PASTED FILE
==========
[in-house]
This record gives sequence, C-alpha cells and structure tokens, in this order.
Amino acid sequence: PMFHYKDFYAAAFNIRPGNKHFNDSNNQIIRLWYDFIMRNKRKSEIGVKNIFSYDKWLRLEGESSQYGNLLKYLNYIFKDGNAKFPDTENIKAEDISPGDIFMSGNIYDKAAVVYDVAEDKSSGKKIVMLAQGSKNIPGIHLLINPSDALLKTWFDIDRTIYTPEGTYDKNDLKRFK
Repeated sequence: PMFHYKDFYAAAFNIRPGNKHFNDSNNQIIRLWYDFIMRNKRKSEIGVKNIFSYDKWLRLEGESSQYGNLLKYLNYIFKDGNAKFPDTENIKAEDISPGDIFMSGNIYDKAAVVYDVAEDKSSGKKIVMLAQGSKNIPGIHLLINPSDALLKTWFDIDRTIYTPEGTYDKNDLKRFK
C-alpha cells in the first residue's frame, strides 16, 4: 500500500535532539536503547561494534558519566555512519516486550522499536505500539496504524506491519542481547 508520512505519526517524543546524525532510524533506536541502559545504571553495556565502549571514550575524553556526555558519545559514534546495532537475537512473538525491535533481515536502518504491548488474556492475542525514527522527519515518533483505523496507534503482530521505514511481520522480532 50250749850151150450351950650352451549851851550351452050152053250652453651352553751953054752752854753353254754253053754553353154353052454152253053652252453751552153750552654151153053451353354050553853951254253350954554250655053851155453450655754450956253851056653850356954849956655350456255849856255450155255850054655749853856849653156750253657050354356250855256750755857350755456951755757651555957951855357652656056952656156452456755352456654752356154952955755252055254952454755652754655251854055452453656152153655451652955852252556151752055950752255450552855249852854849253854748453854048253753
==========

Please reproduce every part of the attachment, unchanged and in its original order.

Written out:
[in-house]
This record gives sequence, C-alpha cells and structure tokens, in this order.
Amino acid sequence: PMFHYKDFYAAAFNIRPGNKHFNDSNNQIIRLWYDFIMRNKRKSEIGVKNIFSYDKWLRLEGESSQYGNLLKYLNYIFKDGNAKFPDTENIKAEDISPGDIFMSGNIYDKAAVVYDVAEDKSSGKKIVMLAQGSKNIPGIHLLINPSDALLKTWFDIDRTIYTPEGTYDKNDLKRFK
Repeated sequence: PMFHYKDFYAAAFNIRPGNKHFNDSNNQIIRLWYDFIMRNKRKSEIGVKNIFSYDKWLRLEGESSQYGNLLKYLNYIFKDGNAKFPDTENIKAEDISPGDIFMSGNIYDKAAVVYDVAEDKSSGKKIVMLAQGSKNIPGIHLLINPSDALLKTWFDIDRTIYTPEGTYDKNDLKRFK
C-alpha cells in the first residue's frame, strides 16, 4: 500500500535532539536503547561494534558519566555512519516486550522499536505500539496504524506491519542481547 508520512505519526517524543546524525532510524533506536541502559545504571553495556565502549571514550575524553556526555558519545559514534546495532537475537512473538525491535533481515536502518504491548488474556492475542525514527522527519515518533483505523496507534503482530521505514511481520522480532 50250749850151150450351950650352451549851851550351452050152053250652453651352553751953054752752854753353254754253053754553353154353052454152253053652252453751552153750552654151153053451353354050553853951254253350954554250655053851155453450655754450956253851056653850356954849956655350456255849856255450155255850054655749853856849653156750253657050354356250855256750755857350755456951755757651555957951855357652656056952656156452456755352456654752356154952955755252055254952454755652754655251854055452453656152153655451652955852252556151752055950752255450552855249852854849253854748453854048253753